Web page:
Directly across the street from the headquarters of National Geographic at the corner of 17th and M Streets in downtown D.C. is a historic museum and art space worth checking out if you happen to be in that part of town. I’m guessing it may get overlooked a lot — at first glance, I thought it was a church, and almost walked by without stopping.
Named for the abolitionist senator from Massachusetts, The Charles Sumner School was designed by influential German architect and education advocate Adolf Cluss, who immigrated to the US in 1848. The building, one of Cluss’ famous model schools, was originally opened in 1872 and served as the first permanent school for African American children in Washington, D.C. It was restored in the mid-1980’s and currently houses the official Archives of the D.C. Public Schools.
There are currently two globally-focused art exhibits on display at the museum. The first is Friends Forever Zimbabwe, a collection of stone pieces by master sculptors from the African nation. This sales exhibition features and promotes the work of 17 artists, including 1st generation artist Edward Chiwawa and 3rd generation sculptor Ennica Mukomberanwa.
This traveling show has been reproduced several times in cities across the globe over the past few years. Each time a group of selected sculptures are ready for shipment, they are first put up as an outdoor exhibition at Friends Forever’s headquarter in Ruwa, east of Harare, Zimbabwe. This current exhibit runs through June 30.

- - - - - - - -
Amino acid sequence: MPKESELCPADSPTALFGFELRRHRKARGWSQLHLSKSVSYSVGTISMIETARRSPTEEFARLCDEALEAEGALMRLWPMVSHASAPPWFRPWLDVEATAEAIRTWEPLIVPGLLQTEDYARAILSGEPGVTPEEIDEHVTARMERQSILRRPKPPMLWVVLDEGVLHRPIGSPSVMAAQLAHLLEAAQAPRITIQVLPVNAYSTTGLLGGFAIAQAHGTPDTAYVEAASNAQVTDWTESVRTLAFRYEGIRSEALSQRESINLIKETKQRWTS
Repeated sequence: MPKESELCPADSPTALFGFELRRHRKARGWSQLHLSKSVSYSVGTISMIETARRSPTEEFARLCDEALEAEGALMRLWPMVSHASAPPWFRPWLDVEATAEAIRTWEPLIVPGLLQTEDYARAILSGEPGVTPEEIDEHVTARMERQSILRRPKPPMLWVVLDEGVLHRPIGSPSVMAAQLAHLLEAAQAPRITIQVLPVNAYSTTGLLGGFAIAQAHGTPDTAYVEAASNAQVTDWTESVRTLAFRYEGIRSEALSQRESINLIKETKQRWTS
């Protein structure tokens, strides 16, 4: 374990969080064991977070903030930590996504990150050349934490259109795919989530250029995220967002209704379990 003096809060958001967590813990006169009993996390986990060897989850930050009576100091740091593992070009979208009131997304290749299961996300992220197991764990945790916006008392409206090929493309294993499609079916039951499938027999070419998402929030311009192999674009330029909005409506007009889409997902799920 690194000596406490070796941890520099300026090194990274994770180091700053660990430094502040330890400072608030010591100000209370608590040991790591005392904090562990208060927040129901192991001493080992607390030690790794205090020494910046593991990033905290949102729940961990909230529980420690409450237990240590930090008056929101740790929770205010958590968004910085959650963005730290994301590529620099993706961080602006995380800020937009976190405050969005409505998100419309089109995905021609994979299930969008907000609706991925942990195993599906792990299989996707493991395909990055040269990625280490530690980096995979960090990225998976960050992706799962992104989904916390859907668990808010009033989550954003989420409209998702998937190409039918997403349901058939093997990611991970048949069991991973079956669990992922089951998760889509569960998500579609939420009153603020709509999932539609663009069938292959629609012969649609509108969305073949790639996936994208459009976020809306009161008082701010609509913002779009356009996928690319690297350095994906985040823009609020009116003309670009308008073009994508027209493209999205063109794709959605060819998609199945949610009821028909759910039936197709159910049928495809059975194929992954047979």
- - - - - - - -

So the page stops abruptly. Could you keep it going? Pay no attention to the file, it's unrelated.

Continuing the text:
The second exhibit is a sprawling collection of work by Nilo M. Santiago, a former Air Force illustrator and Philippine native who immigrated to the US in 1964. Santiago’s work fills two rooms and a wide hallway on the second floor of the museum. As the official artist of the United States Air Force, Nilo painted aviation arts, murals, portraits and anything else Air Force related. He is a member of the American Society of Aviation Artists (who knew such a thing existed?)
Several of Santiago’s collections are influenced by Japanese and Chinese art forms, and there is also a series called “My Philippines” inspired by a return trip he took to Manila after 37 years in the US. The Sumner Museum’s colorful retrospective of oils, watercolors and pen-and-ink drawings by this award winning artist is sponsored by the Philippine Embassy and will be on display through July 23.
A third exhibit on display until the end of June is titled “Center of Attention”, and features the photography of Eduardo Gyles.
The Charles Sumner Museum is open to the public free of charge Monday-Saturday, 10:00am to 5:00pm; the archives are open by appointment only to researchers, scholars and students from Tuesday through Saturday 9:00am to 3:30pm (202-442-6046). The closest Metro stop is Farragut North and Dupont Circle is also only a short walk away.